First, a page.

On April 24, 1985, the trial court, after announcing its finding that the murder had been accompanied by exceptionally brutal and heinous behavior indicative of wanton cruelty, sentenced defendant to an extended term of 80 years' imprisonment for that offense. The court imposed a consecutive term of 10 years' imprisonment for the offense of unlawful use of weapons.
On May 15, 1985, the defendant filed a motion to withdraw the plea of guilty and vacate judgment. This motion alleged in part that the trial court had erred in imposing consecutive sentences and an extended term for unlawful use of weapons. It was also alleged that the court had erred in allowing the State to present testimony of Dr. Pearson in violation of the Illinois statutes concerning patient-therapist privilege. An amended motion to withdraw the plea and vacate judgment containing the same grounds was filed on July 12, 1985. After hearing arguments on the motions on July 23, 1985, the trial court resentenced defendant to a term of 60 years for murder and a concurrent term of 5 years for unlawful use of weapons.
Notice of appeal was filed on August 12, 1985.
Defendant argues that the use of the competency testimony by the court-appointed psychologist during his sentencing hearing was reversible error. He relies on section 104-14(a) of the Code of Criminal Procedure of 1963 (Code) (Ill. Rev. Stat. 1983, ch. 38, par. 104-14(a)), and Estelle v. Smith (1981), 451 U.S. 454, 68 L.Ed.2d 359, 101 S.Ct. 1866.
The State responds by first arguing that there is no case directly on point in Illinois which prohibits the use of such information at a sentencing hearing. They note that, in a sentencing hearing, the defendant must show an abuse of discretion or the sentence will not be altered on review. In any event, the statute should be inapplicable because it only applies to a hearing on the question of guilt and does not apply to sentencing hearings. The State next argues that the legislative intent of section 104-14(a) of the Code was only to preserve the rights of the defendant where the psychiatric examination was compulsory and requested by the court or the State. They contend it does not apply to situations where the defendant requested the examination.
The United States Supreme Court, in Estelle v. Smith (1981), 451 U.S. 454, 68 L.Ed.2d 359, 101 S.Ct. 1866, was confronted with a similar situation, but without a statute. A defendant had requested, and was granted, an examination to determine whether he was competent to stand trial. The psychiatrist who conducted the examination did not advise the defendant before the examination that he had a right to remain silent and that any statement he made could be used against him at a sentencing hearing. The State's arguments in that case were similar to the arguments the State makes here. The Supreme Court held that the availability of the fifth amendment privilege does not turn upon the type of proceeding in which its protection is invoked, but upon the nature of the statement or the admission and the exposure which it invites. The court further could discern no basis to distinguish between the guilt and penalty phases of the respondent's capital murder trial so far as the protection of the fifth amendment privilege is concerned. Given the gravity of the decision to be made at the penalty phase, the State was not relieved of the obligation to observe fundamental constitutional guarantees. (451 U.S. 454, 463, 68 L.Ed.2d 359, 369, 101 S.Ct. 1866, 1873.) The Supreme Court stated:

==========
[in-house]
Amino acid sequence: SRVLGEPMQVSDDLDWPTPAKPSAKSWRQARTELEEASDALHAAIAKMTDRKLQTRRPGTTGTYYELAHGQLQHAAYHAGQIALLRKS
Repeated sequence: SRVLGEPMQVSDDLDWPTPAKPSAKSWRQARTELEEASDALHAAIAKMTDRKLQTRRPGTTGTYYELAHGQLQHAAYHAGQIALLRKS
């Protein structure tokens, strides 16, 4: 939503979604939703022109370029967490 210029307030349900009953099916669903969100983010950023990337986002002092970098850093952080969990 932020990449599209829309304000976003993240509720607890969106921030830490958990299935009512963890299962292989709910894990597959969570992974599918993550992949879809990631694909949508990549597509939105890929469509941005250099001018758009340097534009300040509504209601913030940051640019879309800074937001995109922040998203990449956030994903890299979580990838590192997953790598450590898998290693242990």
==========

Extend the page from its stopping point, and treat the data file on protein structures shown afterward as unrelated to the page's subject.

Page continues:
"Respondent, however, introduced no psychiatric evidence, nor had he indicated that he might do so. Instead, the State offered information obtained from the court-ordered competency examination as affirmative evidence to persuade the jury to return a sentence of death. Respondent's future dangerousness was a critical issue at the sentencing hearing, and one on which the State had the burden of proof beyond a reasonable doubt. [Citation.] To meet its burden, the State used respondent's own statements, unwittingly made without an awareness that he was assisting the State's efforts to obtain the death penalty." Estelle v. Smith (1981), 451 U.S. 454, 466, 68 L.Ed.2d 359, 371, 101 S.Ct. 1866, 1874-75.